Let's take a look at some of the more abrupt and weirder changes of the Black Cat comic, shall we?
Hollywood glamour girl
There's no title change with issue #12 (7/48), but Linda becomes a Western star on this cover...
...setting the stage(coach) for the book's first title change, the genre-shiftin'(but still Linda-starrin') Black Cat Western #16 (7/49):
But it's back to jus'; plain Black Cat with issue #20 (11/49), although the western action continues with bank-robbers and what looks like a good old-fashioned pre-Code injury-to-horse motif:
That horse-kickin' apparently didn't go unnoticed by Mother Nature, coz the animal kingdom strikes back and forces the title to change to Black Cat Mystery ("Strangest Tales of Fear and Terror!") with #30 (8/51). Say, is that mighty-morphin' Silver Age Jimmy Olsen on the bottom?:
The title remains Black Cat Mystery for many months, but shifts from the wholesome high-kickin' adventures of Linda Turner to an EC-style horror comic. The macabre-ness continues but the title reverts back to jus'-plain Black Cat with issue #44 (6/53), featuring the starling origin of J. R. Ewing:
No title change with #50 (6/54), but I wanted to include the cover just as a public service to remind you emo teens and filthy hippies out there of the dangers of smoking radium:
Whoa! You can't get more gruesome than that. Neither could Harvey, I guess, because by issue #54 (2/55), guess who's back in the re-retitled Black Cat Western? It may seem like a revival of Linda Turner was inevitable, but think again: these are just reprints of the earlier western stories in the series. But by gosh by golly! I know that Ben Grimm Totally Rocks, but Linda Turner is my new hero for preventing cruelty to cows!:
Cow-savin' adventure obviously wasn't payin' the bills, however, because the title shifts back to Black Cat Mystery two issues later with #57 (1-3/56). I spy with my little button eye some villains for Aquaman!:
One issue later in #58 (7-9/56), the title is so hurriedly changed to Black Cat Mystic that the cover logo is obviously a lopsided slapdash pasteover of the word "Mystery":
The next issue (#59) comes out more than a year later (9/57). That gave them plenty of time to center the logo...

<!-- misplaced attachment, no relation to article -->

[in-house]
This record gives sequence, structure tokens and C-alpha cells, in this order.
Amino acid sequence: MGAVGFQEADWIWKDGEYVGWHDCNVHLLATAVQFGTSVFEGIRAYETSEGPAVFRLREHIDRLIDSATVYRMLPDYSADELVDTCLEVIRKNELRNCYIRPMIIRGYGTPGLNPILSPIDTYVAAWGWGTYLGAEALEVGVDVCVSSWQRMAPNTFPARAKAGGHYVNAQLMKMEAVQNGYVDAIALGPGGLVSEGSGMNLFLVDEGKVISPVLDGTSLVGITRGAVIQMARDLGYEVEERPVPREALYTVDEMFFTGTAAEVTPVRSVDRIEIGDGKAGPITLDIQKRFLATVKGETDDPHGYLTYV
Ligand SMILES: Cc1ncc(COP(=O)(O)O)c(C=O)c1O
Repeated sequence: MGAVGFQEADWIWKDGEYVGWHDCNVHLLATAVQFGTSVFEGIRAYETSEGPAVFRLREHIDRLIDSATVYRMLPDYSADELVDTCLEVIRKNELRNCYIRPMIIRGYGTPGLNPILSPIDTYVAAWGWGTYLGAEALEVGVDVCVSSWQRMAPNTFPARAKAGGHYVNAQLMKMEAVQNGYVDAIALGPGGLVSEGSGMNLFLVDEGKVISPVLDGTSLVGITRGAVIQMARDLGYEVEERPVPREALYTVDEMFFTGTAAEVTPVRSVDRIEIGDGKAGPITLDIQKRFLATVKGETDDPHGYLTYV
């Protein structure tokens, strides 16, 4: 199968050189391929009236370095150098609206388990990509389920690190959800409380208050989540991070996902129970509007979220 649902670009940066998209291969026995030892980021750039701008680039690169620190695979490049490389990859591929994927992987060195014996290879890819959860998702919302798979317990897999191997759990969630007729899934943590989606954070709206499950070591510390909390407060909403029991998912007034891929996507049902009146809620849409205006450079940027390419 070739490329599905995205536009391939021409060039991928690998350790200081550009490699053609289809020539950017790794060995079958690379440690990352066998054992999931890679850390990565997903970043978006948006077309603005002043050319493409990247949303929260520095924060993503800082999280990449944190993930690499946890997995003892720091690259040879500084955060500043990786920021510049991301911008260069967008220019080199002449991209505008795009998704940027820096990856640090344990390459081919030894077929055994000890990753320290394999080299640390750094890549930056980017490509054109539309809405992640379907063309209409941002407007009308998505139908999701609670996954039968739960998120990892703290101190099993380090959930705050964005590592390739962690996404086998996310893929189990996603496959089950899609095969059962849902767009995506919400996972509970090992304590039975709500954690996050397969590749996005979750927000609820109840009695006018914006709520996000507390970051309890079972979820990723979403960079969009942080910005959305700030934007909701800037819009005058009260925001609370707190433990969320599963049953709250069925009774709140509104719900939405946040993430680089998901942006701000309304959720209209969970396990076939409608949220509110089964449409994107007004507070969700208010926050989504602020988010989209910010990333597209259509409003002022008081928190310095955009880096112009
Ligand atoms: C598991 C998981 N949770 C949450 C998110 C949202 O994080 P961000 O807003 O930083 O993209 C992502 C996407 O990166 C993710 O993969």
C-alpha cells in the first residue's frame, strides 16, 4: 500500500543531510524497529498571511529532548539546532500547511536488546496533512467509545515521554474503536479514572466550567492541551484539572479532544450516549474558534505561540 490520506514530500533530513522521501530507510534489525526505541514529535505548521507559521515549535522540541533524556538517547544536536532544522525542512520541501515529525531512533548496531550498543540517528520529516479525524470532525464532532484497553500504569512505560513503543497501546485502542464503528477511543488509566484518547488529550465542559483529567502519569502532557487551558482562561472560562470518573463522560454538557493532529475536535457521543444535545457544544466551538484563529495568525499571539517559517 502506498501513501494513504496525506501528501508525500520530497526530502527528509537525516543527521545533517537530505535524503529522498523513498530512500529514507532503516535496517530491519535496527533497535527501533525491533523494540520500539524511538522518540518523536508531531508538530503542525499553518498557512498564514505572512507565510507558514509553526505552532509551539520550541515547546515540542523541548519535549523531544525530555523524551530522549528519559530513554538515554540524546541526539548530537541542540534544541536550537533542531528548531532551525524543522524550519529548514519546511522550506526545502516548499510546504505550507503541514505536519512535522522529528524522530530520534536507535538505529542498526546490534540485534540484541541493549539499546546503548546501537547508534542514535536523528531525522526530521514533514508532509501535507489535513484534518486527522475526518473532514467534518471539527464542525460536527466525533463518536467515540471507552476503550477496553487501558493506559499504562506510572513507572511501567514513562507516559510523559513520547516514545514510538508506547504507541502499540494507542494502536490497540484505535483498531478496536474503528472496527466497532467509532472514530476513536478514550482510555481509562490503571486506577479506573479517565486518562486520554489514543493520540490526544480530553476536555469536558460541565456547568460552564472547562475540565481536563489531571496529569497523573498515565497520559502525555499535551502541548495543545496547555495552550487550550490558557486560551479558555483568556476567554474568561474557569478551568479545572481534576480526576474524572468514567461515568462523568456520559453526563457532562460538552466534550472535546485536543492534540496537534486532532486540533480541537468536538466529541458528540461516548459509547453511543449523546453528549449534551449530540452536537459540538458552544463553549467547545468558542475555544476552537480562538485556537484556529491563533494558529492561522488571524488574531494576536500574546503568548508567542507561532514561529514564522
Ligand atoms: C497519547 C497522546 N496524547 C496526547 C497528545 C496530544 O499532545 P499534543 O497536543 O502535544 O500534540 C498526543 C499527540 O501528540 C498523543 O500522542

...but the end is near. The series ends with issue #62 in March 1958. Except...four years later in 10/62, it reappears with a new design for #63 and what seems to possibly be a (post-FF, pre-Spider-Man) attempt to cash in on the early success of Marvel:
But that's about all the lives this Black Cat has: the series ends in April 1963 with issue #65. And that's all she wrote.
Nope! I pull your leg. That Black Cat has nothing to do with the original. And anyway, in this day and age, who would wait a year or more between issues of a Black Cat comic anyway? That could never happen to a modern Black Cat!
#65 wasn't truly the end of the Golden Age Black Cat, though. In the late 1980s Recollections published a reprint series of the Harvey Black Cat. I'm betting these reprints are easier to find than the ever-changing-titled originals, and while I've never seen 'em, now I have to search them out, not only for the artwork of the great Lee Elias, but also for early scripts by Zany Bob Haney. Plus, a heroine who saves cows from being branded? I am so on board for that.
To conclude, though, I repeat: those second-class mailing permits must have been as costly as gold.
(Images from the ever-invaluable Grand Comic Book Database. Visit their Black Cat cover gallery for a complete series of cover images: #31-53 are especially gorgeously gruesome and grotesque and well-worth the click-through for larger viewing.)
EDIT on 8/7/06: I musta looked at those covers all weekend, but not until Monday morning did I notice the teeny-tiny "Mystery" below the Black Cat title on issues 44-53...not to mention its microscopic inclusion on 54-56, making those issues actually Black Cat Western Mystery. Hoo boy! Talk about a smorgasbord of genres!